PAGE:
It was one of those Spinal Tap moments. Having leapt over the barrier outside the Astoria without creasing the immaculate cut of his pastel- blue suit, The Bad Seed's leader couldn't get in to his own gig. "But I'm Nick Cave," he protested to the over zealous bouncer. Eventually, the twin signifiers of quiff and rock star threads hit home, and the embarrassed doorman stepped aside.
Inside, the venue was rammed to the rafters. This isolated performance was scheduled to promote the "best of" album, documenting The Bad Seeds' fruitful 14-year career, and fans had snapped up the free tickets eagerly. Short support sets from Bad Seeds members Blixa Bargeld and Mick Harvey set a suitably sombre tone for Cave's Old Testament and Southern Gothic- shot greatest hits. By the time Nick came on, though, it was clear he wasn't going to play a full-length set. Fortunately, quality rode rough- shod over quantity.
The audience were happy to oblige when Cave left gaps to encourage their karaoke en-masse during "Do You Love Me", and looking around it was clear that despite charges of misogyny, and the love-lies-bleeding lyrical imagery of 1996's Murder Ballads album, this Elvis-of-the-macabre is still a big hit with the girls. Perhaps it's more understandable when one considers Cave's intellect and sensitivity. Tonight, he was certainly more Jekyll than Hyde when he took a pew at the piano for "Into My Arms". Its oddly arresting opening line, "I don't believe in an interventionist God", highlighted Cave's fascination with key theological debates, but the song is also an honest confessional and a timelessly beautiful ballad.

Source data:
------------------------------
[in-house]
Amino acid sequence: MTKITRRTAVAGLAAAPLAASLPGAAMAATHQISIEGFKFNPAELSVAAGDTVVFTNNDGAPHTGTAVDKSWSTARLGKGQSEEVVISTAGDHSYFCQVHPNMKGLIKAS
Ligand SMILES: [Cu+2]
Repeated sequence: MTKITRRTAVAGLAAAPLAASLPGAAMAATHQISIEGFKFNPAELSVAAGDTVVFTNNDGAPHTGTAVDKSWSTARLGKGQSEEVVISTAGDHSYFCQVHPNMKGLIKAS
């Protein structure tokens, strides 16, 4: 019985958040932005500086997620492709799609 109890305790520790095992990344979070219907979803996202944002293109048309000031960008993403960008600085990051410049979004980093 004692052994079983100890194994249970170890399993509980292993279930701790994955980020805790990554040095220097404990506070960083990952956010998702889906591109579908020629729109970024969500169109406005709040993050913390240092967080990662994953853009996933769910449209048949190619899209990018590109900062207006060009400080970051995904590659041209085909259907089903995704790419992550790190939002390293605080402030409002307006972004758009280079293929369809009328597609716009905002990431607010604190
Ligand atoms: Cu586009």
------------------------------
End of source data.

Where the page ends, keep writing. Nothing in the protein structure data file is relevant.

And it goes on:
In contrast, the Cave who gesticulated - fundamentalist preacher style with a fag as a prop - during the John Lee Hooker-inspired "Tupelo" and the stirring, death-row snapshot "The Mercy Seat" was a somewhat tongue- in-cheek character. He gave these performances everything though, his sub-bass croon now replaced by bellowing roars, and his quiff dishevelled through punkish thrash.
Bad Seeds fans are always pleased to see tubular bells on stage, these signifying a performance of "Red Right Hand". Tonight Cave dedicated it to his son Luke on his seventh birthday. Despite its poetic foreboding and creeping doom, this made sense, given that the song is the nearest that Cave has yet come to a Cat In The Hat story.
Later still, he dedicated "Nobody's Baby Now" to his friend Shane MacGowan, formerly of The Pogues. Whether this was because Shane had recently split from a partner, or because the song is one of his favourites was unclear. In any case it was a reminder that, like MacGowan, Cave can pen tunes that having heard just once, you think you've known all your life.
`The Best of ' is out now on Mute records.Reuse content